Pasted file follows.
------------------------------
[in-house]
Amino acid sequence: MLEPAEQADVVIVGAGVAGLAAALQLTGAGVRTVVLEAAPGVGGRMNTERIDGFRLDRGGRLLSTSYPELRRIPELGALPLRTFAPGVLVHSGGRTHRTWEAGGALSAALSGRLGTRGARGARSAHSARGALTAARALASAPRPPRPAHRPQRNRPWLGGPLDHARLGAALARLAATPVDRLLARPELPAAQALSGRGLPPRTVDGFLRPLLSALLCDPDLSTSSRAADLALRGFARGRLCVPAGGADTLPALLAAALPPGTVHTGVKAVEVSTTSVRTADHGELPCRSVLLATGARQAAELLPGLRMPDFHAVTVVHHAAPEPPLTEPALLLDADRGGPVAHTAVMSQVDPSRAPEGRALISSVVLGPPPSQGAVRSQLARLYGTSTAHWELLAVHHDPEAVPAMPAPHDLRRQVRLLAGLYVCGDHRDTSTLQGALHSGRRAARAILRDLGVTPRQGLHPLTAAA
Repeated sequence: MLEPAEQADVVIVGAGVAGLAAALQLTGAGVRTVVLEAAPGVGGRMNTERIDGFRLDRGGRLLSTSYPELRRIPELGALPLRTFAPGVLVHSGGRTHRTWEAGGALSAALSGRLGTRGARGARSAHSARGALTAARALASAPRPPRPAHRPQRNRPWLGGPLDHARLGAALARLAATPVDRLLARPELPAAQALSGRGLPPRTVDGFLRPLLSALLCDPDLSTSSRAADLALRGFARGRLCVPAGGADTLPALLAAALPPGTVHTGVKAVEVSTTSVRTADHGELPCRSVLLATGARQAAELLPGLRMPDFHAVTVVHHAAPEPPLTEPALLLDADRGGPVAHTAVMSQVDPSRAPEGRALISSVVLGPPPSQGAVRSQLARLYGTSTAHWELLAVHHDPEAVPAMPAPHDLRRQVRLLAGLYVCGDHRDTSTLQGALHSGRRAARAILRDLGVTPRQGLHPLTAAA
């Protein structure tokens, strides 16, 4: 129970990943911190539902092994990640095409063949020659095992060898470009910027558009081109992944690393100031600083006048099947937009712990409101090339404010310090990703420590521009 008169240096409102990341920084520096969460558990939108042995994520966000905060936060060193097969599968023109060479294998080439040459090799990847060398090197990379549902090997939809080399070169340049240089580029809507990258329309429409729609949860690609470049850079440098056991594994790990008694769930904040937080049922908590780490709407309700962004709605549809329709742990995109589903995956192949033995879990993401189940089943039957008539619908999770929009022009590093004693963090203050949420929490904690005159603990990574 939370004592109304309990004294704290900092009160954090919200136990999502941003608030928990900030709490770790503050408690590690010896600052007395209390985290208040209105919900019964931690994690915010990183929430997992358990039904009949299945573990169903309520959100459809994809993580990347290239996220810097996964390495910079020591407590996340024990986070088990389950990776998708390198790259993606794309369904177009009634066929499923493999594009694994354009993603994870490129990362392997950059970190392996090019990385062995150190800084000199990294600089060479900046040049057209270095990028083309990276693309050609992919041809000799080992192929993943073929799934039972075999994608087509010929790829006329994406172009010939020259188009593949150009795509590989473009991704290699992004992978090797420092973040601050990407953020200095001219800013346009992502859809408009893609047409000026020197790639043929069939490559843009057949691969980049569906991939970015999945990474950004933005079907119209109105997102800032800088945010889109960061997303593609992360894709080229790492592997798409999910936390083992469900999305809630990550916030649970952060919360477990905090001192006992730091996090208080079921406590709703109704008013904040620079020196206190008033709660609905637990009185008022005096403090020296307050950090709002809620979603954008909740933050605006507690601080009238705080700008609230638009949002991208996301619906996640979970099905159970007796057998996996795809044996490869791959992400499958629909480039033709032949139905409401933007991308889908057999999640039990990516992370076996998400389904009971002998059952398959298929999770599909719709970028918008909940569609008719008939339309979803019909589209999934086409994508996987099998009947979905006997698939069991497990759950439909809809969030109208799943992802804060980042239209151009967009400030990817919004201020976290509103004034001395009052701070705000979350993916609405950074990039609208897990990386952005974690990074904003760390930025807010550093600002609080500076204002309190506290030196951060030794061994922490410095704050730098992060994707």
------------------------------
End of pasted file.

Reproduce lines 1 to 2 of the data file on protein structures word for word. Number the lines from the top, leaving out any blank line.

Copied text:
[in-house]
Amino acid sequence: MLEPAEQADVVIVGAGVAGLAAALQLTGAGVRTVVLEAAPGVGGRMNTERIDGFRLDRGGRLLSTSYPELRRIPELGALPLRTFAPGVLVHSGGRTHRTWEAGGALSAALSGRLGTRGARGARSAHSARGALTAARALASAPRPPRPAHRPQRNRPWLGGPLDHARLGAALARLAATPVDRLLARPELPAAQALSGRGLPPRTVDGFLRPLLSALLCDPDLSTSSRAADLALRGFARGRLCVPAGGADTLPALLAAALPPGTVHTGVKAVEVSTTSVRTADHGELPCRSVLLATGARQAAELLPGLRMPDFHAVTVVHHAAPEPPLTEPALLLDADRGGPVAHTAVMSQVDPSRAPEGRALISSVVLGPPPSQGAVRSQLARLYGTSTAHWELLAVHHDPEAVPAMPAPHDLRRQVRLLAGLYVCGDHRDTSTLQGALHSGRRAARAILRDLGVTPRQGLHPLTAAA